The Government has today defended its response to the fall of Afghanistan back into Taliban hands, repeatedly raising "complexities", while also citing the 900-plus people who have made it to New Zealand.
But it also admitted that of the approximate 940 people evacuated from Afghanistan since August, when the country was dramatically taken over by the Taliban regime, just 205 of them have been put up in permanent housing.
Immigration Minister Kris Faafoi told the Foreign Affairs, Defence and Trade Committee briefing today on the Government's "response to recent events in Afghanistan" that housing was proving a major issue.
He wouldn't say exactly where the 700-odd Afghan evacuees were being housed, other than "at a facility in Auckland", citing security reasons. It was not a hotel, he said.
"They are being looked after well," Faafoi said.
"The measures put in place are keeping them safe."
Officials expect another 100 people to arrive over the next week or so.
Around 1300 visas have been granted, and there remains around 50 New Zealand citizens and 615 eligible visa holders still in Afghanistan.
The revelations came during the briefing where Faafoi and Foreign Minister Nanaia Mahuta repeatedly rejected criticisms over their response and allegations they had been "late to the table".
"The intelligence that was being received in the lead-up to the regime coming into power didn't suggest it was going to happen that quickly," Faafoi said.
"We were getting the same intelligence that everyone else was getting, and in the midst of that happening, a number of ministers including myself were talking to counterparts in other countries who were having precisely the same issues with identity verification."
It had been a "Herculean effort" to process as many visas as they did during what was a crisis, Faafoi added.
Mahuta said many people stuck there are making their own way to "third party countries".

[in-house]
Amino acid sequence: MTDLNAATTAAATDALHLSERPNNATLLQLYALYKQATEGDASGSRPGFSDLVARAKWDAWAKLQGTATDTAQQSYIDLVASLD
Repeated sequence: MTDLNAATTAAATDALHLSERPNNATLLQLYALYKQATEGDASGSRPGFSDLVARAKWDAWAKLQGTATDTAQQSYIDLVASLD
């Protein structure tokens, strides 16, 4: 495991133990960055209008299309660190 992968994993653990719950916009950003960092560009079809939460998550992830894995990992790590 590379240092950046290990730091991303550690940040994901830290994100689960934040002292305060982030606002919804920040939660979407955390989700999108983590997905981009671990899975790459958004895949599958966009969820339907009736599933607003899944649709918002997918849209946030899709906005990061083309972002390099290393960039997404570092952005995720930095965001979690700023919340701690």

Last week, New Zealand's special representative to Afghanistan, Ambassador Matthew Hawkins met with the Taliban, the briefing heard, and that they had been advocating for safe travel for them, as well as raising concerns over the treatment of women and girls.
Hawkins is also liaising with the third party countries to try and help get people out safely.
"I don't think we should underestimate just how complex the situation is," Faafoi said.
A UK Commons foreign affairs select committee has this week heard from a former government employee who claimed the British effort to evacuate people from Afghanistan was chaotic and understaffed.
Raphael Marshall, who worked as a desk officer at the Foreign, Commonwealth and Development Office (FCDO), claimed that "between 75,000 and 150,000 people", including their dependents, applied to be evacuated from Afghanistan after the Taliban claimed victory on August 15 – but that "fewer than 5 per cent of these people received any assistance".
At an August 31 Foreign Affairs, Defence and Trade Committee briefing on the Government's response to Afghanistan, New Zealand's chief of defence Air Marshall Kevin Short admitted Five Eyes intelligence never envisaged the total collapse of Afghanistan's military.
Just hours after the Taliban fired celebratory gunfire into Kabul's night skies when the final US plane flew out of the country after 20 years of war, the New Zealand Government was picking over its handling of the dramatic past few weeks.
Leading up to the fall of Kabul on August 15, the Five Eyes intelligence network was giving daily intel reports.
But although it was clear that the Taliban were taking swathes of ground across the country, the US and other partner nations never thought the capital Kabul was in danger.
"What no one predicted was the absolute collapse of the Afghanistan military itself," Short said.